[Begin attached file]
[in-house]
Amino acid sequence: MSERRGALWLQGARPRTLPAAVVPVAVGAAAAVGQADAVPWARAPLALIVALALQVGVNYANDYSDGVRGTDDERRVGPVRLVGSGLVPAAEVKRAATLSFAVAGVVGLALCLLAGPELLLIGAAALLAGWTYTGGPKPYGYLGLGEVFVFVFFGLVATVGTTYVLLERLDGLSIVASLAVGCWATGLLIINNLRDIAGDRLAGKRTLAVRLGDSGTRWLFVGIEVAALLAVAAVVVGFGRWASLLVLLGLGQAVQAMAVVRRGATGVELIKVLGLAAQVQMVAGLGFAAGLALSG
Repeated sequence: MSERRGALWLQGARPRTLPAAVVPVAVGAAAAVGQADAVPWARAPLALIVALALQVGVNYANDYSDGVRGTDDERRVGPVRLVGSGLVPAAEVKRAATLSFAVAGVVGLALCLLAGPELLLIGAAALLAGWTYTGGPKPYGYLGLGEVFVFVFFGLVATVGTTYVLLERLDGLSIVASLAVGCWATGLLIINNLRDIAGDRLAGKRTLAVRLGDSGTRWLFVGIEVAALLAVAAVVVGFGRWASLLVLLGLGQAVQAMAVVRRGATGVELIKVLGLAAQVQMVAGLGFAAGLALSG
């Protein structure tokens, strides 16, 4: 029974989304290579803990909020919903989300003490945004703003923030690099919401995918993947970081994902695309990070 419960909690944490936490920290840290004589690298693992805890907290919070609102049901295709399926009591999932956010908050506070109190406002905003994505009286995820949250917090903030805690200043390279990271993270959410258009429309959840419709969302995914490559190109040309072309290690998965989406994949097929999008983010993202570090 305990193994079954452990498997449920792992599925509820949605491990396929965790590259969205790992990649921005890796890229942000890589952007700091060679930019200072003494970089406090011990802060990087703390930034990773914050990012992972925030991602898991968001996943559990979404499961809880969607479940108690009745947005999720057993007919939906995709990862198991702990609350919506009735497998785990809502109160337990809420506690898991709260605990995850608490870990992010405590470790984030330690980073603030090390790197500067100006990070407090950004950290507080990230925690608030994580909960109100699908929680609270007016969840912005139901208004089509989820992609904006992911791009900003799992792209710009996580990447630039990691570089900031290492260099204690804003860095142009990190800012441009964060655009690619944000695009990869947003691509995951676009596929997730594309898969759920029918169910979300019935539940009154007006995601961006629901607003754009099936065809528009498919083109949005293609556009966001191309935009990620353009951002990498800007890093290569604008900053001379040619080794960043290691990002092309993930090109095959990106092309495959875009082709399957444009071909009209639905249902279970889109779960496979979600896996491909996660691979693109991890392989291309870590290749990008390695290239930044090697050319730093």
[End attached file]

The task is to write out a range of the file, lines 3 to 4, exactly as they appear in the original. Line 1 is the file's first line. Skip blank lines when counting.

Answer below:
Repeated sequence: MSERRGALWLQGARPRTLPAAVVPVAVGAAAAVGQADAVPWARAPLALIVALALQVGVNYANDYSDGVRGTDDERRVGPVRLVGSGLVPAAEVKRAATLSFAVAGVVGLALCLLAGPELLLIGAAALLAGWTYTGGPKPYGYLGLGEVFVFVFFGLVATVGTTYVLLERLDGLSIVASLAVGCWATGLLIINNLRDIAGDRLAGKRTLAVRLGDSGTRWLFVGIEVAALLAVAAVVVGFGRWASLLVLLGLGQAVQAMAVVRRGATGVELIKVLGLAAQVQMVAGLGFAAGLALSG
């Protein structure tokens, strides 16, 4: 029974989304290579803990909020919903989300003490945004703003923030690099919401995918993947970081994902695309990070 419960909690944490936490920290840290004589690298693992805890907290919070609102049901295709399926009591999932956010908050506070109190406002905003994505009286995820949250917090903030805690200043390279990271993270959410258009429309959840419709969302995914490559190109040309072309290690998965989406994949097929999008983010993202570090 305990193994079954452990498997449920792992599925509820949605491990396929965790590259969205790992990649921005890796890229942000890589952007700091060679930019200072003494970089406090011990802060990087703390930034990773914050990012992972925030991602898991968001996943559990979404499961809880969607479940108690009745947005999720057993007919939906995709990862198991702990609350919506009735497998785990809502109160337990809420506690898991709260605990995850608490870990992010405590470790984030330690980073603030090390790197500067100006990070407090950004950290507080990230925690608030994580909960109100699908929680609270007016969840912005139901208004089509989820992609904006992911791009900003799992792209710009996580990447630039990691570089900031290492260099204690804003860095142009990190800012441009964060655009690619944000695009990869947003691509995951676009596929997730594309898969759920029918169910979300019935539940009154007006995601961006629901607003754009099936065809528009498919083109949005293609556009966001191309935009990620353009951002990498800007890093290569604008900053001379040619080794960043290691990002092309993930090109095959990106092309495959875009082709399957444009071909009209639905249902279970889109779960496979979600896996491909996660691979693109991890392989291309870590290749990008390695290239930044090697050319730093």